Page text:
5 Simple Ways To Help Writers Show And Not Tell

5 Incredibly Simple Ways To Help Writers Show And Not Tell

When you start writing a book, people will tell writers that they need to show and not tell. But how do we do this? We have put together these tips to help writers show and not tell when they write.

The concept, Show Don’t Tell, is one of the trickiest things for beginners to grasp. It’s something we teach on our Writers Write course, and it’s an ‘aha moment’ that can’t be rushed.

[Tip: Buy our How To Show & Not Tell Workbook to help you with this topic.]


Consider these examples. In the first example, I tell you what is happening. In the second example, I show you what is going on.

Example One:

The detective was staring at the body. He saw that it was a female and that she had been stabbed. The coroner said that she had been dead for at least five hours. The body was decomposing fast. The heat was speeding up the process. The detective’s phone rang; he looked at the screen but didn’t answer. He looked at the body hoping to find clues. Her hair was dirty and uncombed. The smell was bad. His phone rang again. He ignored the call again. The alley was dirty and smelly. They would have to move fast. The sun was already up. The detective walked over to talk to the press. They had a serial killer on their hands. This was going to be a long hot day.

Example Two:

Flies buzz over the corpse. The tiny black bodies frantic, jockeying for position as the coroner waves her hand.
“What have we got?” Detective Anderson steps over a puddle – a mixture of blood and drain water that doesn’t bode well for the evidence. He fishes a ringing phone out of his pocket and glances at the screen. He stuffs it back into his pocket. He nods to the coroner.
“Female, 24-28 years old, multiple stab wounds.” She moves a matted clump of dirty blonde hair out of the victim’s face. “Matches the description.”
Shit, he hates it when missing people turn up dead. Anderson pushes his sunglasses back up his nose and they slide right back down. Fucking summer.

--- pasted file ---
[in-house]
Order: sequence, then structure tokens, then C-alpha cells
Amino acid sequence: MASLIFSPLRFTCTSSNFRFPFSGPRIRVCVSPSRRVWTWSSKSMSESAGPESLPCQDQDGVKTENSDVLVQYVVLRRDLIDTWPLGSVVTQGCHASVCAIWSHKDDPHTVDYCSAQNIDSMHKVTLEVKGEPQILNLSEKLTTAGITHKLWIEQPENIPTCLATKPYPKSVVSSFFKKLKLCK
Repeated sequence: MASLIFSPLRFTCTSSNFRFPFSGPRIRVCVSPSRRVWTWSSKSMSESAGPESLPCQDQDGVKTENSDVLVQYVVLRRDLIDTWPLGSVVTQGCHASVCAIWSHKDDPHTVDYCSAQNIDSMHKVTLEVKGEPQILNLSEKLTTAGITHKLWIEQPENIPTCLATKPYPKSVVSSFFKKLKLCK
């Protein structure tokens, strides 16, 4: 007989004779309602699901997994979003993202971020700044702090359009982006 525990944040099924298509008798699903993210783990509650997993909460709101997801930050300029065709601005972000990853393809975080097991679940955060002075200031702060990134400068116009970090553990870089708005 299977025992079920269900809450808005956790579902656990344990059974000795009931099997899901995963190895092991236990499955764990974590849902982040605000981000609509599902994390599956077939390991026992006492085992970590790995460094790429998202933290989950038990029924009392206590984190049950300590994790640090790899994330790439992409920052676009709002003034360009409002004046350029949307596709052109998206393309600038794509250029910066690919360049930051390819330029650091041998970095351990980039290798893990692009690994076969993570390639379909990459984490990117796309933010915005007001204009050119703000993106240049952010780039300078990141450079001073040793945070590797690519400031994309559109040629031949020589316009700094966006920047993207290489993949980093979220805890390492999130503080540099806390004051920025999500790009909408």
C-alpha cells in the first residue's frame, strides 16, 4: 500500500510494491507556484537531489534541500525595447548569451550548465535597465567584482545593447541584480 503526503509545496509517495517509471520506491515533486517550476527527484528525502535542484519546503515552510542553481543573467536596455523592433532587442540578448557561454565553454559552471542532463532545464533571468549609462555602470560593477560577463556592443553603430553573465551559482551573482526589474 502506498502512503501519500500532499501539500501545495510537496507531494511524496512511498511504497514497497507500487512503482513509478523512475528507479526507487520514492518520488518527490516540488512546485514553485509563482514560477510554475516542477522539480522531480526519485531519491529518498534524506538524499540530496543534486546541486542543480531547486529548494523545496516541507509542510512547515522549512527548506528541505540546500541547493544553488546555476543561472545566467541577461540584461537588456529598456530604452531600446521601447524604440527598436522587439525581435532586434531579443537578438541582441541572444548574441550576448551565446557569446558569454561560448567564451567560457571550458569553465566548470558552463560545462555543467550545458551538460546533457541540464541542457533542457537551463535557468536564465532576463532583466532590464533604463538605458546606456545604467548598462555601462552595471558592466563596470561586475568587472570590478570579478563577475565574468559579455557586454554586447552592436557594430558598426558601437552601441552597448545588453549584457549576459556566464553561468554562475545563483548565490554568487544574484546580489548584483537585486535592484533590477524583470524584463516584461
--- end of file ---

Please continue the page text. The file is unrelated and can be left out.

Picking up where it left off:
“Liver temp puts time of death at between 1 a.m. and 3 a.m. Give or take a few. This weather isn’t helping. We are going to have to move fast.”
“Do you think it’s him?” he asks.
“I’ll need to run some tests at the lab, but it all fits. Same weapon, same MO, same everything.” Anderson tugs at his shirt and checks his phone as it rings again. Sweat drips from his brow. The air is heavy, humid, and fetid.
“What are you going to tell them?” They both look at the clamouring group of journalists.
“I am going to tell them we have a serial killer on our hands.” He strides towards the vultures and sends Sarah a text to cancel dinner.

In Summary

What can we do to make sure we show and not tell? In the second example, I chose a viewpoint character, added dialogue, and used the senses. I made sure to be specific when I described what was going on in the scene. I also avoided using ‘telling’ words.

[Tip: Buy our How To Show & Not Tell Workbook to help you with this topic.]

5 Simple Ways To Help Writers Show And Not Tell

  1. Choose a viewpoint character: It is easier if you are experiencing the scene as one character. If you struggle to write in third person, you can try writing a scene in first person. Use it as practice. You can change the viewpoint later if needed. Often beginner writers use an omniscient narrator without being aware of how much it makes you tell.
  2. Use the senses: Write a list of what your character sees, hears, smells, touches and tastes. Then write about it without using the words see, hear, smell, touch and taste. By using the senses you force your character to interact with their environment and in so doing, it becomes more of a showing scene.